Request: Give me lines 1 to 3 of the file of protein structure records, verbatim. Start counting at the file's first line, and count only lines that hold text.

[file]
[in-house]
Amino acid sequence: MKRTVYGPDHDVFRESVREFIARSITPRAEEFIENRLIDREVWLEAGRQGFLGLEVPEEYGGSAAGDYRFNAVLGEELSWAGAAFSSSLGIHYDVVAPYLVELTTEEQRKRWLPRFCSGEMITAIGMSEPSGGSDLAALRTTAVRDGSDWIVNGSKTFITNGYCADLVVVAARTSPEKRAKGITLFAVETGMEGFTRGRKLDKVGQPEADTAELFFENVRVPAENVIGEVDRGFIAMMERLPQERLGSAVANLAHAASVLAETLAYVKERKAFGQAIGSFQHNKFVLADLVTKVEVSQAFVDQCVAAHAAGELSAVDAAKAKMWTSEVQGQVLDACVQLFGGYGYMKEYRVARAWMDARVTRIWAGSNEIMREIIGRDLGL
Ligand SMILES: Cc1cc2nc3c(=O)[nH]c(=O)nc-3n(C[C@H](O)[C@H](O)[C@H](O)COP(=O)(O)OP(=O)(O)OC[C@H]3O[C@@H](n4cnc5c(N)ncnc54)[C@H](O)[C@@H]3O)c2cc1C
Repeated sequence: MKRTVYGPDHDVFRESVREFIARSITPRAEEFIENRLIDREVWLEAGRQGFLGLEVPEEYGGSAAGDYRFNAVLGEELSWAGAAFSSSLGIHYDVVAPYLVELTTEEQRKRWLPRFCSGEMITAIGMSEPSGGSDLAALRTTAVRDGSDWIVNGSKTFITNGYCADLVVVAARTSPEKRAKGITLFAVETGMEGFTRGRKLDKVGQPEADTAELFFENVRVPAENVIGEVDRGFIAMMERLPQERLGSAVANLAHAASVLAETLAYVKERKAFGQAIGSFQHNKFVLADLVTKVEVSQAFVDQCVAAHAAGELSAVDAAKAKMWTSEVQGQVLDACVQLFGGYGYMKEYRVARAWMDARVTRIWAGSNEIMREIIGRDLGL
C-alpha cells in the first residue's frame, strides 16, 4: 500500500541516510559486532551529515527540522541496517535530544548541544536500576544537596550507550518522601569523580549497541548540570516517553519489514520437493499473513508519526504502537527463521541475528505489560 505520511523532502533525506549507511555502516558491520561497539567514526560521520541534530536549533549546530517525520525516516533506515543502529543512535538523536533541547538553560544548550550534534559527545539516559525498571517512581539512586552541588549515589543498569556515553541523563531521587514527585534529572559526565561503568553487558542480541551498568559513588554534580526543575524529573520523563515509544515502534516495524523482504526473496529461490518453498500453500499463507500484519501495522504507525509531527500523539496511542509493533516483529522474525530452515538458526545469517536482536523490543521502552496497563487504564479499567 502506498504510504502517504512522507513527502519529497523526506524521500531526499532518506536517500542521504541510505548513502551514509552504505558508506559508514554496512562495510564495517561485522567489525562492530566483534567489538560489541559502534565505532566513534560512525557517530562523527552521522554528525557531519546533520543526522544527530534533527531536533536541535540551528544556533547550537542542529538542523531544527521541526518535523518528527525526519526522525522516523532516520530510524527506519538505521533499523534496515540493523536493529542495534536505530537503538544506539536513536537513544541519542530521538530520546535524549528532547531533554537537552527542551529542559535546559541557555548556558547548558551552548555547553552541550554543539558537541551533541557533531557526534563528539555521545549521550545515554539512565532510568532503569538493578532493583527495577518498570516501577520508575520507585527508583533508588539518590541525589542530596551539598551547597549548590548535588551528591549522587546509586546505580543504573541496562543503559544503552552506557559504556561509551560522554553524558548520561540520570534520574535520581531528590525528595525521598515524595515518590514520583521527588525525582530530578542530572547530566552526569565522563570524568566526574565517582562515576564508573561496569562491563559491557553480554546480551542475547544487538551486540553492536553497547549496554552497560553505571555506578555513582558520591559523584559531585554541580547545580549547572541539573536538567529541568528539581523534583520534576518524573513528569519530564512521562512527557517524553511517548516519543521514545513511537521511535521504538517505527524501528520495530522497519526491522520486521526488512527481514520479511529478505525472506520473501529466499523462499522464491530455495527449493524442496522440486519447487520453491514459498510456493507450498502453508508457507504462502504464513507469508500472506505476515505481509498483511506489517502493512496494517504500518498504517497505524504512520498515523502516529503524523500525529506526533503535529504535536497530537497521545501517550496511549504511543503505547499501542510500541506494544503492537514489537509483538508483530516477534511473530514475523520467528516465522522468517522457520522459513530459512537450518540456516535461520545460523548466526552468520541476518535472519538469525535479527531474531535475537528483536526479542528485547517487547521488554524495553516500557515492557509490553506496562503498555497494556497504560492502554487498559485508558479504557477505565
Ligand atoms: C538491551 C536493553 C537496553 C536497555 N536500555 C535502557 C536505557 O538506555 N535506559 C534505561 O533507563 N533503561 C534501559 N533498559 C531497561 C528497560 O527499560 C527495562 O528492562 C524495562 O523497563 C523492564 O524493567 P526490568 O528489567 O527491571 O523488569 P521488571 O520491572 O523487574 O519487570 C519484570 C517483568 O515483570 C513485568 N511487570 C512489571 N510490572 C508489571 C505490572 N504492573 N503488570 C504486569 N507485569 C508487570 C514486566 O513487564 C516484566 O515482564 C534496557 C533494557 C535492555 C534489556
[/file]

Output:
[in-house]
Amino acid sequence: MKRTVYGPDHDVFRESVREFIARSITPRAEEFIENRLIDREVWLEAGRQGFLGLEVPEEYGGSAAGDYRFNAVLGEELSWAGAAFSSSLGIHYDVVAPYLVELTTEEQRKRWLPRFCSGEMITAIGMSEPSGGSDLAALRTTAVRDGSDWIVNGSKTFITNGYCADLVVVAARTSPEKRAKGITLFAVETGMEGFTRGRKLDKVGQPEADTAELFFENVRVPAENVIGEVDRGFIAMMERLPQERLGSAVANLAHAASVLAETLAYVKERKAFGQAIGSFQHNKFVLADLVTKVEVSQAFVDQCVAAHAAGELSAVDAAKAKMWTSEVQGQVLDACVQLFGGYGYMKEYRVARAWMDARVTRIWAGSNEIMREIIGRDLGL
Ligand SMILES: Cc1cc2nc3c(=O)[nH]c(=O)nc-3n(C[C@H](O)[C@H](O)[C@H](O)COP(=O)(O)OP(=O)(O)OC[C@H]3O[C@@H](n4cnc5c(N)ncnc54)[C@H](O)[C@@H]3O)c2cc1C